Upon arrival at the BCP, goods will be subject to 100% documentary and identity checks. This entails examination of the official certifications, attestations and other commercial documents that are required to accompany the consignment. An identity check entails a visual inspection to verify the content and labelling of a consignment correspond to the information provided in the accompanying documentation.

Goods may also be subject to physical checks.
There are no outbound checks on animal products for sanitary and phytosanitary purposes.

Systems

The EU importer will need to register for TRACES NT.
Process Map: Products of Animal Origin

Process Map: Animal By-Products

Fish, shellfish and their products

Requirements for all fish
All fish, shellfish and their products being exported from GB to EU will be subject to sanitary and phytosanitary EU import controls, similar to those applying to animal products and live animals. With the exception of certain direct landings of fish into the EU, this includes the requirement for export health certificates, import pre-notifications and entry via a Border Control Post (BCP).

In addition, exports of most UK marine-caught fish and shellfish will need to be accompanied by a catch certificate.
Catch certificates are official documents that prove any marine-caught fish has been caught legally. These are issued by the Marine Management Organisation and will need to be applied for and secured by the GB exporter. The exporter will need to create a catch certificate online.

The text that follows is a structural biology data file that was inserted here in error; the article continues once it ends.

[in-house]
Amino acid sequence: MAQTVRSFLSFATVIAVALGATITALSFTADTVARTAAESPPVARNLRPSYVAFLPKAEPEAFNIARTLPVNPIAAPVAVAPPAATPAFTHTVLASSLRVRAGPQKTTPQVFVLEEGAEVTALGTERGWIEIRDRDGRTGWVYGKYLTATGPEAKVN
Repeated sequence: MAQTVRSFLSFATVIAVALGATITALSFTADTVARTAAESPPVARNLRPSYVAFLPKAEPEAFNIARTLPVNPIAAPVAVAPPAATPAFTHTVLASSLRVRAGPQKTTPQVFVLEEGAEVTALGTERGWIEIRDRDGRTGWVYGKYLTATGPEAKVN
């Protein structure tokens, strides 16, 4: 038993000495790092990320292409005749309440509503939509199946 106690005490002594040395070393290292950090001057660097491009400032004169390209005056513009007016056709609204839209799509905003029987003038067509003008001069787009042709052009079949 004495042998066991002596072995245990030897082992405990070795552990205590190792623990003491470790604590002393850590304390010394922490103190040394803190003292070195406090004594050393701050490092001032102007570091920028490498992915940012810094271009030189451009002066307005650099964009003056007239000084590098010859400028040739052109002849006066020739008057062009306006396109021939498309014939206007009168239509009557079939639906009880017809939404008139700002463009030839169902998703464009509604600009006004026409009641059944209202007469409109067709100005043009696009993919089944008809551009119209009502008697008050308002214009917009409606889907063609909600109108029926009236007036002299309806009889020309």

Exports of non-marine-caught fish (e.g. freshwater fish and shellfish) and certain exempt marine species that includes mussels, cockles, oysters, scallops, fish fry or larvae) are not subject to catch certificate requirements.

No health certification is required for direct landings of fresh (or primary processed) fish landing into a port designated under the EU’s IUU regulation.
Requirements for fish and shellfish as animal products and as live aquatic animals

In line with rules for animal products, new export requirements will apply to GB fish and shellfish exported as animal products (e.g. containerised fish or via vivier transport) from January 2021 – see 4.2.3. Guidance on products within this category can be found online.
In line with rules for live animals, exports of fish and shellfish as live aquatic animals (e.g. ornamental fish) will be subject to new export controls for live animals from January 2021 – see 4.2.3.
Certain live bivalve molluscs can be exported as food for human consumption and should follow the appropriate rules for animal products.
Live aquatic animals where intended for direct consumption by the final consumer – such as live oysters and mussels (if from Class A waters or depurated), crabs and lobster – are classed as animal products and not as live animals; therefore, these will be subject to controls applying to animal products rather than live animal controls. LBMs are subject to circumstantial rules.

For all exports of fish and shellfish as animal products, aside from some direct landings, or exported as live animals, there will be the requirement for:
• goods to be accompanied by an Export Health Certificate
• import pre-notifications must be submitted by the EU importer at least one working day in advance of arrival.
• Entry to the EU must be via a BCP in order for goods to undergo documentary, identity and physical checks
There are different rules for direct landings of fish into the EU, which are described below.

An EHC is an official document that confirms the export meets the health requirements of the destination country. The exporter will need to contact APHA to obtain the appropriate EHC for exports of fish as animal products, which must be completed and issued by a Certifying Officer on inspection of the consignment if they can be satisfied that the requirements have been met. EHCs for the export of fish as live animals are issued and certified by the Fish Health Inspectors (FHI), CEFAS, in England and Wales or Fish Health Inspectors from Marine Scotland in Scotland.